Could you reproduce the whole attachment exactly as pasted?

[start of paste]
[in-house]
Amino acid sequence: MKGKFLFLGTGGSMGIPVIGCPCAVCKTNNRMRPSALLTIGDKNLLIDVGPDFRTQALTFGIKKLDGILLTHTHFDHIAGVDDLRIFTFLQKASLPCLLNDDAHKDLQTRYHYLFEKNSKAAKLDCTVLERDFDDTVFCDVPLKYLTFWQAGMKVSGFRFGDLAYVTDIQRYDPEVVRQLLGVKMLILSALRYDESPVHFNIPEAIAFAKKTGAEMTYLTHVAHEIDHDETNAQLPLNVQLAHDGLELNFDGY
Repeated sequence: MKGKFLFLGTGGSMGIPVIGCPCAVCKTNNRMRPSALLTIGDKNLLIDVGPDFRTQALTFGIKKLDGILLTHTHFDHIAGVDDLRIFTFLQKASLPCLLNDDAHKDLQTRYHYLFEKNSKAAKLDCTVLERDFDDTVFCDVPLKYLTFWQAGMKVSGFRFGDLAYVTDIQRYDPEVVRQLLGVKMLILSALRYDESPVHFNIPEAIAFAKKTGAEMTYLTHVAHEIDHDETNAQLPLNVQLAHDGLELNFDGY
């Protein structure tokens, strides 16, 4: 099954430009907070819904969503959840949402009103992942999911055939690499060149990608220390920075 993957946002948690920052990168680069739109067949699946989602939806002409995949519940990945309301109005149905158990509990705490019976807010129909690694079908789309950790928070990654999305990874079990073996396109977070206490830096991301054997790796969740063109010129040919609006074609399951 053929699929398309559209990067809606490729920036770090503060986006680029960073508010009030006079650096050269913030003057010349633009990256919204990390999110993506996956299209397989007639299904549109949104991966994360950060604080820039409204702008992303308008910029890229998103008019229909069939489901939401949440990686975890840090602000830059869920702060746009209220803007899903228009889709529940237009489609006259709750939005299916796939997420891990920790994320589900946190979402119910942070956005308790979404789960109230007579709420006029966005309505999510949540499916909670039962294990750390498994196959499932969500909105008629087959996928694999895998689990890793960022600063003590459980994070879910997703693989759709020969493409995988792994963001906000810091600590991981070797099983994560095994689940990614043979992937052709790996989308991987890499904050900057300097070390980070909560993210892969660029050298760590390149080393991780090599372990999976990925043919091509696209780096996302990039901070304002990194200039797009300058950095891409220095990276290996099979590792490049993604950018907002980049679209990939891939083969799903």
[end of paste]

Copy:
[in-house]
Amino acid sequence: MKGKFLFLGTGGSMGIPVIGCPCAVCKTNNRMRPSALLTIGDKNLLIDVGPDFRTQALTFGIKKLDGILLTHTHFDHIAGVDDLRIFTFLQKASLPCLLNDDAHKDLQTRYHYLFEKNSKAAKLDCTVLERDFDDTVFCDVPLKYLTFWQAGMKVSGFRFGDLAYVTDIQRYDPEVVRQLLGVKMLILSALRYDESPVHFNIPEAIAFAKKTGAEMTYLTHVAHEIDHDETNAQLPLNVQLAHDGLELNFDGY
Repeated sequence: MKGKFLFLGTGGSMGIPVIGCPCAVCKTNNRMRPSALLTIGDKNLLIDVGPDFRTQALTFGIKKLDGILLTHTHFDHIAGVDDLRIFTFLQKASLPCLLNDDAHKDLQTRYHYLFEKNSKAAKLDCTVLERDFDDTVFCDVPLKYLTFWQAGMKVSGFRFGDLAYVTDIQRYDPEVVRQLLGVKMLILSALRYDESPVHFNIPEAIAFAKKTGAEMTYLTHVAHEIDHDETNAQLPLNVQLAHDGLELNFDGY
């Protein structure tokens, strides 16, 4: 099954430009907070819904969503959840949402009103992942999911055939690499060149990608220390920075 993957946002948690920052990168680069739109067949699946989602939806002409995949519940990945309301109005149905158990509990705490019976807010129909690694079908789309950790928070990654999305990874079990073996396109977070206490830096991301054997790796969740063109010129040919609006074609399951 053929699929398309559209990067809606490729920036770090503060986006680029960073508010009030006079650096050269913030003057010349633009990256919204990390999110993506996956299209397989007639299904549109949104991966994360950060604080820039409204702008992303308008910029890229998103008019229909069939489901939401949440990686975890840090602000830059869920702060746009209220803007899903228009889709529940237009489609006259709750939005299916796939997420891990920790994320589900946190979402119910942070956005308790979404789960109230007579709420006029966005309505999510949540499916909670039962294990750390498994196959499932969500909105008629087959996928694999895998689990890793960022600063003590459980994070879910997703693989759709020969493409995988792994963001906000810091600590991981070797099983994560095994689940990614043979992937052709790996989308991987890499904050900057300097070390980070909560993210892969660029050298760590390149080393991780090599372990999976990925043919091509696209780096996302990039901070304002990194200039797009300058950095891409220095990276290996099979590792490049993604950018907002980049679209990939891939083969799903």